Miami’s booming housing market may have pushed the metro area within striking distance of the unwelcome lower echelon of California-style affordability.
The median sale price for a home in the Miami area rose to $399,900 in August, a 14 percent increase from the same time last year, according to a report released Thursday by OJO Labs.
With this change and relatively stagnant income growth, Miami’s unaffordability score dropped to the least desirable mark for a metro area located outside California.
The unaffordability score is based on an analysis of an area’s median home price and median household income estimates, which are derived from recent census surveys, OJO said.
As a group, the 78 metros OJO studied became less affordable over the past year as the home market raced to new heights throughout the nation. The national unaffordability score rose 11 percent in that time.
Only three areas in the dataset saw housing become more affordable relative to local income in the last 12 months — Wisconsin’s greater Green Bay area; the cities of Wichita and Hutchinson in Kansas; and Washington, D.C.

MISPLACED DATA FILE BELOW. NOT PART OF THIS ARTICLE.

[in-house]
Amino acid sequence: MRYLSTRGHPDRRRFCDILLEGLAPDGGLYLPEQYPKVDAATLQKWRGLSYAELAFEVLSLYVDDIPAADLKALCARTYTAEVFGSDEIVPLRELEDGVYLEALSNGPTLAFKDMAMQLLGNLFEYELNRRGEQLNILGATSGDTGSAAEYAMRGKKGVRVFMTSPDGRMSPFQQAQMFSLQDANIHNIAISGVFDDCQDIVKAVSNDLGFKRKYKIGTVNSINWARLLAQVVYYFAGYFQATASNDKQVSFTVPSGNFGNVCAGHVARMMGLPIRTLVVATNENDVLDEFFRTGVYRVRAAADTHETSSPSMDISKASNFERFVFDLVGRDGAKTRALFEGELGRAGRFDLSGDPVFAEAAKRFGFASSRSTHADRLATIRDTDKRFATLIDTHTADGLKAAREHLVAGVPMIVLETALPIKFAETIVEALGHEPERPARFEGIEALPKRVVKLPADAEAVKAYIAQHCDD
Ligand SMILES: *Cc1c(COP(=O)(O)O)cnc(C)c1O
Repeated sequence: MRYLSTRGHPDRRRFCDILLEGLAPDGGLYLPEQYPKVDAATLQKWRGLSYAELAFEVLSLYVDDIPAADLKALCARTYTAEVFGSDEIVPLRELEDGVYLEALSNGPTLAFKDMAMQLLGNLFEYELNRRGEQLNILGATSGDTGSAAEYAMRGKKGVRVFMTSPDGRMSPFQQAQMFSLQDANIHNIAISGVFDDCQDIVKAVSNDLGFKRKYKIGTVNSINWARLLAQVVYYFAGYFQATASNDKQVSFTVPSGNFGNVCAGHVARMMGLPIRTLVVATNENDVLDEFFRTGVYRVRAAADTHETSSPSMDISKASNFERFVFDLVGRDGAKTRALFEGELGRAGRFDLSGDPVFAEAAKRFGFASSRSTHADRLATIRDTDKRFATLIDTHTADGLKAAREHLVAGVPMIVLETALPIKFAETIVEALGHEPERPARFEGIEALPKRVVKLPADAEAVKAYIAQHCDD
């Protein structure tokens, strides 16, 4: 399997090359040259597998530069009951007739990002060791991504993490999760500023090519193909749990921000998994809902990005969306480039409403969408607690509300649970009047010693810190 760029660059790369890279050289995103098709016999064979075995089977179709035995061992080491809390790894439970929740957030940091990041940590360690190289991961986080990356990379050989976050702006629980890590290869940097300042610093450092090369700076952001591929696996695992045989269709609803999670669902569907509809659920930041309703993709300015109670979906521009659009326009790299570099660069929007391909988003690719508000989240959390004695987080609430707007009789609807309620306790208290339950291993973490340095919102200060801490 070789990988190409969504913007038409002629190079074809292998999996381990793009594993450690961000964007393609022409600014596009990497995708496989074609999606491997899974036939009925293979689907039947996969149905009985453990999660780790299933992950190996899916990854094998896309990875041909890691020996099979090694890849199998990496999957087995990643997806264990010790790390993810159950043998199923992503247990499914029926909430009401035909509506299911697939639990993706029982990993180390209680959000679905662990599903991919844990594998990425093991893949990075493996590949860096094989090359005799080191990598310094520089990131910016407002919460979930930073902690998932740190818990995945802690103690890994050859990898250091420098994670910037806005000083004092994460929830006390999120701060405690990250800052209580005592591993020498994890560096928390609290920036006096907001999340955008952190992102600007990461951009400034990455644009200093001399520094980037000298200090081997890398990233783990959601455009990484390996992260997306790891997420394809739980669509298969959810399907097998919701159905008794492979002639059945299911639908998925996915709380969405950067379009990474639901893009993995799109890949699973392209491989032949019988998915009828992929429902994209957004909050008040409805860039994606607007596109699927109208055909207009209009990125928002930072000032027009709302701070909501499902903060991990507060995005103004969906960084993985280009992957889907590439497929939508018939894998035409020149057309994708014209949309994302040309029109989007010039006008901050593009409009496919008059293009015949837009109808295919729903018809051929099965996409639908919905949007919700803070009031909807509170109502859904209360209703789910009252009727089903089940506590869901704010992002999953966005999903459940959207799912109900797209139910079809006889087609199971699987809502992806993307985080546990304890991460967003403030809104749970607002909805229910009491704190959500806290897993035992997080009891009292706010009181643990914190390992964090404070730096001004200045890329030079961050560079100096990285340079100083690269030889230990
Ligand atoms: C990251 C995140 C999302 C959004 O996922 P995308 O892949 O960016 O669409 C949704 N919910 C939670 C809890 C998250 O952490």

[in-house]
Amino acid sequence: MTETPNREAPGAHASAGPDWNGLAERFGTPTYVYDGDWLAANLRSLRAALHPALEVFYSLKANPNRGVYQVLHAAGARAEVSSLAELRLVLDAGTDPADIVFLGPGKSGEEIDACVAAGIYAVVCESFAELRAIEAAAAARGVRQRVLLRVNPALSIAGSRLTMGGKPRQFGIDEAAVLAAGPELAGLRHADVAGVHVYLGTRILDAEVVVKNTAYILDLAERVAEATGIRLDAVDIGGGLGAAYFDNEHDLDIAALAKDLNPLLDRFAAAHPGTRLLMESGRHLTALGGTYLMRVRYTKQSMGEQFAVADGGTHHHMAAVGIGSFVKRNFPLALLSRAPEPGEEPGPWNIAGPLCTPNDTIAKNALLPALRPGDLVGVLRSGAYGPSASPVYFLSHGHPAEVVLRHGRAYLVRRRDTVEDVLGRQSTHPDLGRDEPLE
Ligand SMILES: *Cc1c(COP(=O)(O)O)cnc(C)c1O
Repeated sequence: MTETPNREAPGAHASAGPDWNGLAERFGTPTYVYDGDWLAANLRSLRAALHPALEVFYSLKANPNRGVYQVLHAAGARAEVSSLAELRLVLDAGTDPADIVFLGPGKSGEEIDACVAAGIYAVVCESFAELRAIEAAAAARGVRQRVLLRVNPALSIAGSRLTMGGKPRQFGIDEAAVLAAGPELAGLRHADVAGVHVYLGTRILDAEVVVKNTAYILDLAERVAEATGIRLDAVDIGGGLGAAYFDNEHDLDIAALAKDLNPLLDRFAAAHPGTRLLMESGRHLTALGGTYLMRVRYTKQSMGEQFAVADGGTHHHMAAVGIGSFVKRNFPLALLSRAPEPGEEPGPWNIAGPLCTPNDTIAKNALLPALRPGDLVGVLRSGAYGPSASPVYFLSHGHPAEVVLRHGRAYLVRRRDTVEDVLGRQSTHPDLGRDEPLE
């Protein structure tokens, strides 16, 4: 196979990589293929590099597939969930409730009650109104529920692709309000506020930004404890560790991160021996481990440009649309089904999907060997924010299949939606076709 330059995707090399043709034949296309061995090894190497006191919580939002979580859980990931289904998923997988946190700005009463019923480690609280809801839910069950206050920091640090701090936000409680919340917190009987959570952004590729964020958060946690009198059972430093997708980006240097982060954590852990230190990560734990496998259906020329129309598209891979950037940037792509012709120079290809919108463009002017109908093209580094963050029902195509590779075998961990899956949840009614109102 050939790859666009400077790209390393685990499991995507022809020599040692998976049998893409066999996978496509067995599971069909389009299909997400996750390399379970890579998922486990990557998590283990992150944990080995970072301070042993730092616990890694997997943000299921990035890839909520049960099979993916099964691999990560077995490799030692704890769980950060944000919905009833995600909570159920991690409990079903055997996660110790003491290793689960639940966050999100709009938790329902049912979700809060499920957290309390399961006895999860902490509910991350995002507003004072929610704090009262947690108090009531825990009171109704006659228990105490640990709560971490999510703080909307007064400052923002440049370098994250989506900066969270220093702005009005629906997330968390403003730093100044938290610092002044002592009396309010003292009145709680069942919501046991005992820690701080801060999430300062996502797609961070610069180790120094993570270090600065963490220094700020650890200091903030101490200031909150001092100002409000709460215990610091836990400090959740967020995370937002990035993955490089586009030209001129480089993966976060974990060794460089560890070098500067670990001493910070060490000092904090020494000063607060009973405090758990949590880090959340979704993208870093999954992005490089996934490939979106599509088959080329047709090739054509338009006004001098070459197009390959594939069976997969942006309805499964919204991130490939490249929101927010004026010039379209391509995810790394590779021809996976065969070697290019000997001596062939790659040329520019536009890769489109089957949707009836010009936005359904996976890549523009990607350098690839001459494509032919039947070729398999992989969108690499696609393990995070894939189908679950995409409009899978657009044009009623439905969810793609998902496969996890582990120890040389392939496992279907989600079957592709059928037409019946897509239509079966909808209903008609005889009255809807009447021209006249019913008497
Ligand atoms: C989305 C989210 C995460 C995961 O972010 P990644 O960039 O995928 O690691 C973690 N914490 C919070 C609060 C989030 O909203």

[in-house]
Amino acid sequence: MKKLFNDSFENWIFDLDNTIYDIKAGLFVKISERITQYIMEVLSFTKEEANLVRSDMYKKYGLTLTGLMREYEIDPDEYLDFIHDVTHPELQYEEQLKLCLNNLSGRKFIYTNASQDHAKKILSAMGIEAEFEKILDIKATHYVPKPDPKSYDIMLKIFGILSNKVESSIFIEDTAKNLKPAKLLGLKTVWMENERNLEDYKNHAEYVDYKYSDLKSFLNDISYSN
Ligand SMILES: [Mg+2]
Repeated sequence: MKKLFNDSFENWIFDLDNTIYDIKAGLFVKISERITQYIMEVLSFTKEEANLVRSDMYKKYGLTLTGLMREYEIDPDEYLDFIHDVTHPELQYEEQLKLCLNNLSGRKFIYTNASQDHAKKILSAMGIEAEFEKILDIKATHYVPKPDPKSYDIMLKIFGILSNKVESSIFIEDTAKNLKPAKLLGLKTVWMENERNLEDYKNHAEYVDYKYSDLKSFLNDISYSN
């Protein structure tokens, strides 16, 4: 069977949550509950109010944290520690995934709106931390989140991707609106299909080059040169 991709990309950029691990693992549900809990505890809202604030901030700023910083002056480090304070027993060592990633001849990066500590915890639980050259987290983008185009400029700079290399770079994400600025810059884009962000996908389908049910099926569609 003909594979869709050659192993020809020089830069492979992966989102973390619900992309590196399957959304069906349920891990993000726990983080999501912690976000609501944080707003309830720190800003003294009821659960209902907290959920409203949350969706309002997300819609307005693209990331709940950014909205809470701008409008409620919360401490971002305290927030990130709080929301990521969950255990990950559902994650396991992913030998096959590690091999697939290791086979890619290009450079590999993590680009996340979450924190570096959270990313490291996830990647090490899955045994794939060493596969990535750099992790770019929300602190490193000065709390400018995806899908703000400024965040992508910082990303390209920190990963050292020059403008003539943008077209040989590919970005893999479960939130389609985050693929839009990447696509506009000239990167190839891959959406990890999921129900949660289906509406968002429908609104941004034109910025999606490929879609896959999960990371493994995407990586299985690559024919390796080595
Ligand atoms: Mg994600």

On the other side of the spectrum, the Austin area’s unaffordability score increased by 28 percent, one of the largest year-over-year increases of any metro in the country. The median home sale price there reached $450,000 in August, the report said.
Phoenix also saw its affordability move in the wrong direction, an unaffordability score that grew by nearly 20 percent amid 25 percent year-over-year home price growth. Seattle, Tampa and Atlanta were among the other biggest risers in unaffordability.
Despite worsening affordability in other parts of the country, four California metros topped the firm’s list for the priciest homes compared to area incomes. These included Los Angeles; San Diego; the Bay Area cities of San Francisco, Oakland and San Jose; and the broader Monterey area.
These results reflect a year in which the incomes rose in some sectors of the economy, but prices on the home market have grown more quickly. Conditions spurred by the coronavirus pandemic have driven more buyers to purchase homes as for-sale inventory has struggled to keep pace throughout the U.S.